Anders Hedberg’s Hall of Fame case is very similar to that of his countryman’s, Ulf Nilsson. Both came to North America at the same time. Both dominated the WHA and won Avo Cups. And then they left the Jets together for the Rangers, where they had some team success and less individual success. (And lots of injury problems.)
Glenn Anderson was the 5thbest player on a dynastic hockey team. He then lucked out and got traded to a team which won him a sixth Stanley Cup. He was never the star of any of those 6 teams and he was only ever briefly a top offensive player in the NHL (when he was playing with 4 Hall of Fame skaters).
Yet he’s been in the Hall of Fame for a while.
In our latest episode, we talk about Anderson’s case, and how it centres on two things: his 6 Cups and his ridiculous playoff totals.
By some metrics, Ulf Nilsson was the Greatest Player, or at least Greatest Forward, in WHA history. (APG and PPG, specifically.) But when he moved to the NHL he saw his numbers plummet and his career fall apart due to injuries.
In this episode we discuss whether or not Ulf Nilsson did enough in the WHA for us to say he belongs in the Hall of Fame.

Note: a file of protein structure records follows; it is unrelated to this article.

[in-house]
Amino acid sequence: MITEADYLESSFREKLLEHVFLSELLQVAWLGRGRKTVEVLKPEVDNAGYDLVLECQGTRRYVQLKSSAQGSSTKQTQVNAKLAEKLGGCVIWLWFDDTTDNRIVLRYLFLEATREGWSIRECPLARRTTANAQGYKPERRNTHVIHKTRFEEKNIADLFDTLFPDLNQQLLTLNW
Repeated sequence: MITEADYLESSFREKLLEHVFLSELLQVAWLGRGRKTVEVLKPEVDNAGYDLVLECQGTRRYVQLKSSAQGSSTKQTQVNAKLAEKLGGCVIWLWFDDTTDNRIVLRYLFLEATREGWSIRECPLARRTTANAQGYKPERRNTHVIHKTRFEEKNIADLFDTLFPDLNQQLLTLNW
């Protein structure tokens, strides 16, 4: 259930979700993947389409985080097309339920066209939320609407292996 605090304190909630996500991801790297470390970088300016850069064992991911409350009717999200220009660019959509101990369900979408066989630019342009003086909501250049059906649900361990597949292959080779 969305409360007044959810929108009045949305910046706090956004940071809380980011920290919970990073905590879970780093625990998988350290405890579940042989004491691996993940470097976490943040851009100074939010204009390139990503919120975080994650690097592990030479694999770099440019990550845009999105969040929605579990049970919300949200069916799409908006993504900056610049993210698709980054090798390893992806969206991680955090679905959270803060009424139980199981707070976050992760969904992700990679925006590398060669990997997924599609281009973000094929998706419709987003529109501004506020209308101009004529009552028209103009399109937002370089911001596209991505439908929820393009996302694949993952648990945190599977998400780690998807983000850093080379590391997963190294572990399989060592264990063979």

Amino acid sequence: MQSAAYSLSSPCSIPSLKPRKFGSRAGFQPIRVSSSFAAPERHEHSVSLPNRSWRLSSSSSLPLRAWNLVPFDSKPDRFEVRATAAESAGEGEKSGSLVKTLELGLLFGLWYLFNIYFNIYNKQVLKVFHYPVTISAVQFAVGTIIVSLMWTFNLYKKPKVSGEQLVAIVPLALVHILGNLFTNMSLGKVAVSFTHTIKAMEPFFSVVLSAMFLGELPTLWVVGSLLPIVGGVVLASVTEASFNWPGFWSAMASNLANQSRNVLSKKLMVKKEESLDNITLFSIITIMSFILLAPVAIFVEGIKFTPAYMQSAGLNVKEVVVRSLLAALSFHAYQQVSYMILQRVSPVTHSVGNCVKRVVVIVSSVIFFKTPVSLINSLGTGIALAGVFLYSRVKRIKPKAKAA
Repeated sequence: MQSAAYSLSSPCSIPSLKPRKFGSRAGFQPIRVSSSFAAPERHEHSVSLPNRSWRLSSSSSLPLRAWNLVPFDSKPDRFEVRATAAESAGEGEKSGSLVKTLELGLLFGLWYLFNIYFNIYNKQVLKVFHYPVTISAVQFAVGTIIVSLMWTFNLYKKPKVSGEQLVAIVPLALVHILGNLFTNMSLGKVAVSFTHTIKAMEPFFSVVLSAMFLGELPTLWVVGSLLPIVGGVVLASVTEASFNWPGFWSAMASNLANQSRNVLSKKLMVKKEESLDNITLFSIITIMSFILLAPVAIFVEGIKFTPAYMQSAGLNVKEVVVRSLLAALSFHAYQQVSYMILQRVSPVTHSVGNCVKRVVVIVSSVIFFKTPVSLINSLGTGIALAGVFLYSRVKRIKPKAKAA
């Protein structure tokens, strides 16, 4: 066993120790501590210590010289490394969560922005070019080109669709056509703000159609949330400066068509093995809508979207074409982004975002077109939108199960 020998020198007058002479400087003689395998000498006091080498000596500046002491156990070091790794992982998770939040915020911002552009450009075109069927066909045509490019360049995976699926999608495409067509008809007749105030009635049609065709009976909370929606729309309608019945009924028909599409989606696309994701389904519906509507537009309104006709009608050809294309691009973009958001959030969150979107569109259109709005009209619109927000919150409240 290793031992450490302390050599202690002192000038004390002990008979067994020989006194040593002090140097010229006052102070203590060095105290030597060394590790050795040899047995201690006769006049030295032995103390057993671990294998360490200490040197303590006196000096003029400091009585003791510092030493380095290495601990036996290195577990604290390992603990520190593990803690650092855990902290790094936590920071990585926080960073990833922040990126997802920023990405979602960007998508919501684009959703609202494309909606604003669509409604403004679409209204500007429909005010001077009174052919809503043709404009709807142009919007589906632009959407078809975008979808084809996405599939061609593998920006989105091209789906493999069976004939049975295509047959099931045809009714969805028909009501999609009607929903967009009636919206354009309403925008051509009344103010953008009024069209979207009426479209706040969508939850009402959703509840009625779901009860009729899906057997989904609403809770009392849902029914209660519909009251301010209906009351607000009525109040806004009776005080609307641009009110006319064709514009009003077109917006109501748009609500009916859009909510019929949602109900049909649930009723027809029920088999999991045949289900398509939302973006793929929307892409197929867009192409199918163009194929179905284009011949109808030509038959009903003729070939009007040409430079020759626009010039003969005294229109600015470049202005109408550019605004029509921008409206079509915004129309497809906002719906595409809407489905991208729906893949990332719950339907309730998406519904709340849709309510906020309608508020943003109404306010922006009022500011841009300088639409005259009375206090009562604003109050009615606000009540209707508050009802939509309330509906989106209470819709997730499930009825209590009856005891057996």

Of course the real question is, “is Luc Robitaille the Greatest Left Wing of All Time?” That’s the real question because, of all left-shooting Left Wings in NHL history, Robitaille is first in both goals and points.
To say Lester Patrick played in the NHL is a bit of an exaggeration – he played two games over two seasons in his mid 40s while he was the coach of the Rangers. His career as a player was mostly spent in the PCHA (which he co-founded).
Lester Patrick is one of the major figures in the early history of hockey. His role as a builder is so important you could argue there were few others as important.
But how about his career as a player? Was he a Hall of Famer?
In journeyman career that saw him play for way too many teams, Mathieu Schneider amassed enough points to make him one of the top 25 offensive defensmen in NHL history (if you go by totals, not per game). That surprised us.
But Schneider has few individual accolades and not a lot of team success.